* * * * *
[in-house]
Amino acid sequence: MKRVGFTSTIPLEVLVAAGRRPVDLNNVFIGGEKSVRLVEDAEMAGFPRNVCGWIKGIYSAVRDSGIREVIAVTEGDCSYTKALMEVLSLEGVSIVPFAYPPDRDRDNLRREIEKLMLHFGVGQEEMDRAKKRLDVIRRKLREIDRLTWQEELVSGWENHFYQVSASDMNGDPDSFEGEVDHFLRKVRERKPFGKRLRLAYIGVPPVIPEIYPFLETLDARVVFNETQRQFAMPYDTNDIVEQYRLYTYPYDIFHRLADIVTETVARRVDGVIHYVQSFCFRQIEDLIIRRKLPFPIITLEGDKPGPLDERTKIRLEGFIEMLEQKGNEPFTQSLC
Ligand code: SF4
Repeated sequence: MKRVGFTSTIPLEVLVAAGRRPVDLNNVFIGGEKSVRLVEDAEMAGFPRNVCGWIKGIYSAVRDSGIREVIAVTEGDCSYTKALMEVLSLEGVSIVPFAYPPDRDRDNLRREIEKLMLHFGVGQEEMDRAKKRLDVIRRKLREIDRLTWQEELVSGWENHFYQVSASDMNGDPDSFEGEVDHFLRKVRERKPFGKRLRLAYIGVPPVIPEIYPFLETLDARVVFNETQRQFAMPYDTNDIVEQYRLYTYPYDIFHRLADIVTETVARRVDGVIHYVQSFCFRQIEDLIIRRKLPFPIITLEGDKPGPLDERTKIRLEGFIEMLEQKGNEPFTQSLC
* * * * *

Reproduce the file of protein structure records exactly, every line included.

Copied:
[in-house]
Amino acid sequence: MKRVGFTSTIPLEVLVAAGRRPVDLNNVFIGGEKSVRLVEDAEMAGFPRNVCGWIKGIYSAVRDSGIREVIAVTEGDCSYTKALMEVLSLEGVSIVPFAYPPDRDRDNLRREIEKLMLHFGVGQEEMDRAKKRLDVIRRKLREIDRLTWQEELVSGWENHFYQVSASDMNGDPDSFEGEVDHFLRKVRERKPFGKRLRLAYIGVPPVIPEIYPFLETLDARVVFNETQRQFAMPYDTNDIVEQYRLYTYPYDIFHRLADIVTETVARRVDGVIHYVQSFCFRQIEDLIIRRKLPFPIITLEGDKPGPLDERTKIRLEGFIEMLEQKGNEPFTQSLC
Ligand code: SF4
Repeated sequence: MKRVGFTSTIPLEVLVAAGRRPVDLNNVFIGGEKSVRLVEDAEMAGFPRNVCGWIKGIYSAVRDSGIREVIAVTEGDCSYTKALMEVLSLEGVSIVPFAYPPDRDRDNLRREIEKLMLHFGVGQEEMDRAKKRLDVIRRKLREIDRLTWQEELVSGWENHFYQVSASDMNGDPDSFEGEVDHFLRKVRERKPFGKRLRLAYIGVPPVIPEIYPFLETLDARVVFNETQRQFAMPYDTNDIVEQYRLYTYPYDIFHRLADIVTETVARRVDGVIHYVQSFCFRQIEDLIIRRKLPFPIITLEGDKPGPLDERTKIRLEGFIEMLEQKGNEPFTQSLC